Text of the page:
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There is a restaurant in Victoria that I am almost incapable of avoiding during any visit to that lovely little city. Pagliacci’s was the scene of more than a few fun nights out with friends while we procrastinated on assignments from UVic and has subsequently become a place that speaks to me of good memories along with good food. I am positively addicted to their dish called the Prawn Broker (spinach pasta, prawns and cashews in a coconut-curry sauce) and will admit with no hesitation that I always order the full size — which is far too big for one sitting — so that I can enjoy just a little bit more later. (Side note: Every few weeks I search the Internet in the apparently feeble hope that the recipe will magically appear. Future blogging may include attempts to recreate the thing myself. Success is not guaranteed.)

But, while the Prawn Broker is my main dish of choice, I could very easily live on the baskets of focaccia set on the table shortly after ordering. Chewy, thickly crusted, salty. I have no idea what magic lies in that recipe which leads to such bready perfection. I can only presume part of the reason is a thick dousing of olive oil. But there are no apparent herbs or crystals of salt to hint at what else goes into this recipe.

My pursuit of focaccia perfection began about a year ago when I bought (finally!) a handheld mixer. (Friends were unsurprisingly baffled when I made cookies without a mixer, using my own arm strength to cream butter and sugar together.) To my delight, it came with two dough hooks, which opened up the world of bread baking. Okay, so, it’s a pretty limited world at this point, but nevertheless. Since then, I’ve tried to make focaccia a few times, but found it lacking. Where i wanted dense and chewy, these attempts were light and, at one point, crumbly (don’t try to make bread with all-purpose flour, apparently). The top was delicious, owing mostly to a liberal sprinkling of flaky Maldon salt, chopped rosemary and a few generous glugs of olive oil that filled in the divots I had dimpled across the surface of the pale dough. But it wasn’t the best ever.

Baking bread, I fear, is one of those arts that is being lost in my generation. The reason I never made bread before was that, frankly, kneading baffles me. I never seem to get the dough to come together and never seem to have the patience to keep going. Growing up, my mum often made homemade bread and I would “help” but eventually she would take over the kneading. (This is why the dough hooks were such a welcome addition to my mixer.) But also lost is the knowledge on how to affect the outcome of recipes.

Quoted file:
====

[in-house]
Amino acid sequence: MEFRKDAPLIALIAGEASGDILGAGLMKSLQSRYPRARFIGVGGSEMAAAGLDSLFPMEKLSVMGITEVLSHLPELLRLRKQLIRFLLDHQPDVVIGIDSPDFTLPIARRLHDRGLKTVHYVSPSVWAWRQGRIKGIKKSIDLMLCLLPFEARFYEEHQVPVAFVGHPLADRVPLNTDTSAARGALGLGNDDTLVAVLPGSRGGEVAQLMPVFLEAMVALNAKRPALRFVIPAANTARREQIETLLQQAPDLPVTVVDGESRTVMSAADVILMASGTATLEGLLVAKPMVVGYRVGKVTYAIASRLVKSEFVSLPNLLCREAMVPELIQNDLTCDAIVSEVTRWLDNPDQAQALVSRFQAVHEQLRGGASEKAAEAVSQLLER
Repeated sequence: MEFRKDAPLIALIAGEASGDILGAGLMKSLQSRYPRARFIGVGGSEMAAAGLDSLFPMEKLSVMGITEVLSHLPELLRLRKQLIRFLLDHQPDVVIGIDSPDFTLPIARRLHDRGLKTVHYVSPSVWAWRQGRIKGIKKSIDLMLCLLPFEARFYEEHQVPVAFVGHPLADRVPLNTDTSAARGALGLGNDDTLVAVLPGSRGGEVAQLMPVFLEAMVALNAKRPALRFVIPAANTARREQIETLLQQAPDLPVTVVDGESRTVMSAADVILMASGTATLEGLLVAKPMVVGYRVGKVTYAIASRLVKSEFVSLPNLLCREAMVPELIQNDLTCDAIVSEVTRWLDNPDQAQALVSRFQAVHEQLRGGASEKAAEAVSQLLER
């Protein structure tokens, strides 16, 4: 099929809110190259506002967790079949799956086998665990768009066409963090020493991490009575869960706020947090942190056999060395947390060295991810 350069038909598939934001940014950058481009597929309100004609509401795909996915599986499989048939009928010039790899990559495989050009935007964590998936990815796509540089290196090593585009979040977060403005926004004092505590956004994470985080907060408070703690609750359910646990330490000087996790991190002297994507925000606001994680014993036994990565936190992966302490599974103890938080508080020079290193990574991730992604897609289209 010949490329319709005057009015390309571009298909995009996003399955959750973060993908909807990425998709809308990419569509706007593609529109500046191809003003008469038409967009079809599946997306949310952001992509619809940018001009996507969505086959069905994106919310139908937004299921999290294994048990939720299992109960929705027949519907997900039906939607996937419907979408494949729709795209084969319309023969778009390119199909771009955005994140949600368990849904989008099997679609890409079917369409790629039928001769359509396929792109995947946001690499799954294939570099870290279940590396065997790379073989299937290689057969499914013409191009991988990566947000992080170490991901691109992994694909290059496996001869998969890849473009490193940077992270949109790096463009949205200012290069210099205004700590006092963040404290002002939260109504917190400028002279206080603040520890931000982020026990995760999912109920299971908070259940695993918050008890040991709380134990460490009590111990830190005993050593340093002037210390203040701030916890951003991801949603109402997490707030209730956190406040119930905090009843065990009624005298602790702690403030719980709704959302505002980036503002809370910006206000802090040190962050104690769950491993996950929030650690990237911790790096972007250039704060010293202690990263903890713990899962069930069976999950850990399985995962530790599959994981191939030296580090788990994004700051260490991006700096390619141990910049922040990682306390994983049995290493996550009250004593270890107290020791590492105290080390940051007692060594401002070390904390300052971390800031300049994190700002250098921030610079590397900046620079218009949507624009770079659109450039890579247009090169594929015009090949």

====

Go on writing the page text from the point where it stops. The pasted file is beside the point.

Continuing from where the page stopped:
I was sharing the focaccia dilemma with my friend Shelley one afternoon when she asked me a few questions about the recipe and I mentioned that it called for the dough to rise three times. Well, she said, that explained why it was so light. Fewer chances to rise = denser dough. Of course, now that she has said that, it makes perfect sense. But since I didn’t know much about baking bread, it didn’t occur to me to play around with the recipe. Of course, now that i *do* know, I’m making it a mission to make the best focaccia possible.

This time I tried a different recipe, but modified it slightly by not letting it rise a second time in the hope it would produce a chewier end result. It definitely did. But it’s still not as good as the bread from Pagliacci’s and I felt the focaccia overall could have used some more flavour. The top was pretty good, though, owing I’m sure to the generous amount of salt, olive oil and chopped rosemary.

And so, the pursuit continues.

Yeast, water, sugar and olive oil

Just mixed dough

Rising dough

Ready for the oven

Fresh from the oven

Here is the latest attempt. It comes from the fabulous Rebar Modern Food Cookbook, which, as previously mentioned, I bought only for a salad dressing recipe. In this case, however, I didn’t let it rise a second time and I didn’t bother with the garlic, as I find it very hard to keep it from burning. There are few tastes worse than burnt garlic. This is the recipe as printed.

Rosemary Garlic Foccacia

  • 1 3/4 cups warm water
  • 1 tbsp. traditional baking yeast
  • 1/2 tsp. sugar
  • 2 tsp. salt
  • 1/4 cup olive oil
  • 4 cups unbleached flour


  • 4-6 garlic cloves, minced
  • 4 tbsp. olive oil
  • 2 tsp. coarse salt
  • 2 tbsp. chopped rosemary
  • cracked black pepper

In a large mixing bowl, combine the warm water, yeast and sugar. Let the mixture sit until it foams. Stir in salt and olive oil, then start adding flour, one cup at a time, beating well with a wooden spoon. (Yeah, I used my mixer here.) When you can no longer stir, turn the dough out on a floured surface and knead in the remaining flour. Knead the dough until smooth and elastic, sprinkling just enough flour on the counter to prevent sticking.

Form the dough into a ball and place a large, lightly oiled bowl. Cover with a clean, damp cloth and set the bowl in a warm, draft-free spot. Let rise until doubled in bulk (1 – 1 1/2 hours). Punch the dough down and let it rise again until doubled.

Pre-heat the oven to 350F. Place the dough on a well-oiled 12″x16″ baking sheet with 1/2″ sides. Gently stretch the dough to roughly fit the dimensions of the pan. Drizzle the surface with olive oil and spread the minced garlic over the entire area. Sprinkle chopped rosemary evenly on top, followed by coarse salt. Finish with cracked pepper. Using your fingertips, gently poke indentations over the entire surface. It should appear dimpled and rustic-looking. Let rise again for about 15 minutes, or just until it puffs up slightly.

Place the loaf in the center rack of the oven. Bake for 20 minutes, rotating the pan halfway through. The garlic should be lightly golden. Be careful not to over bake. Serve warm.